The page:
South Korea, U.S. Hold Defense, Foreign Affairs Talks
WASHINGTON, June 14, 2012 – The U.S.-South Korea alliance is a force for peace and stability in Northeast Asia and the world, Secretary of State Hillary Rodham Clinton said today at the start of the “Two-Plus-Two” talks with South Korea.
Clinton and Defense Secretary Leon E. Panetta hosted talks with their counterparts in the South Korean government -- Kim Sung-hwan, minister of foreign affairs and trade, and Kim Kwan-jin, minister of national defense – at the State Department.
The meeting covered a full range of issues from combating piracy in the Indian Ocean to investing in development in Africa to promoting democracy and the rule of law around the world. “It would be difficult to list all the ways we are working together,” Clinton said.
The two nations agreed to increase cooperation on cybersecurity and will add realistic cyber portions to bilateral exercises, Panetta said.
“The talks strengthen our cooperation,” Clinton said. “We enjoy unprecedented coordination on a number of bilateral, regional and global issues.”
The talks are an example of the close, regular conversations on mutual issues and on developments in North Korea, Clinton said. “We stand shoulder-to-shoulder with our Republic of Korea allies in the face of threats and provocations,” she said.
Foreign Affairs Minister Kim said through an interpreter that the meetings are necessary to keep pace with the changes in the security environment. “It is significant that we are here today to review the changes that we need to continue making,” he said.
Underlying the alliance is the solid trust between the United States and South Korea, he said.
Kim said North Korea continues to be a threat. In 2010, the North sank the South Korean ship Cheonan and shelled a South Korean island. Earlier this year, Pyongyang tried to launch a missile over the objections of the international community.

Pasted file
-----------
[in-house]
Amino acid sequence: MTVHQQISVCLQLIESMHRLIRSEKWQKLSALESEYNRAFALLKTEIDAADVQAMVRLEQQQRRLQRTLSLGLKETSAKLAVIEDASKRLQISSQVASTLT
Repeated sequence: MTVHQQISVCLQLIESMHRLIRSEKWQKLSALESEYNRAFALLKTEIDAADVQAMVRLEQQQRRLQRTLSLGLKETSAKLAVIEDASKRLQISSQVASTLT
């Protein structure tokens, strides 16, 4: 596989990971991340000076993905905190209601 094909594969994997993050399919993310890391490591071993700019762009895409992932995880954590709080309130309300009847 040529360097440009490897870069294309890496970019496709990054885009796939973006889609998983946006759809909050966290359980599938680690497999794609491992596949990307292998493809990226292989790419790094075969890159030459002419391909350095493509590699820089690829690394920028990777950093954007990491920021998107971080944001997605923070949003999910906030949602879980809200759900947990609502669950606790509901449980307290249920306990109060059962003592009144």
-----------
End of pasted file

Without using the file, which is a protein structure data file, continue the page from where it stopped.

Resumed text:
The U.S.-ROK alliance has “shown an almost perfect cooperation,” he said. “We have also handled some complex alliance issues such as the operational control transition or the base relocation.”
But the allies must not become complacent, Kim said. “Hopefully, today’s meeting will not only strengthen our alliance and send a clear message to North Korea, but also try to seek what we can contribute to the region and the world,” he said.
Panetta said the alliance has been built on shared sacrifices that began during the Korean War and continue today. “As we face the many security challenges and opportunities on the horizon, on the peninsula regionally and globally, we must forge a common, strategic approach and address these issues collectively – rooted in friendship and in mutual interest,” he said.
Korea is a lynchpin of the new defense strategy that rebalances U.S. forces to the Pacific. “One of the cornerstones to our ability to effectively implement that strategy is the close partnership and relationship that we have with the Republic of Korea,” Panetta said. “That’s why it is so important for us to come together to meet, to discuss our common views on the shared security challenges we face and to forge a common strategic approach to those challenges.”
Defense Minister Kim said the alliance between South Korea and the United States is “developing into a multidimensional strategic alliance addressing not only security issues of the Korean peninsula but moves out into the Asia-Pacific and the world.” He added that more than 80 percent of Koreans agree with that.
In defense issues, the two nations have managed well during the transition in North Korea following the death last year of leader Kim Jong Il “through a policy of very close military cooperation, especially in intelligence sharing,” Kim said.
This was the second “Two-Plus-Two” meeting, so named because it combines foreign affairs and national security chiefs. South Korea hosted the first meeting in Seoul in 2010. All parties said the Two-Plus-Two talks will continue.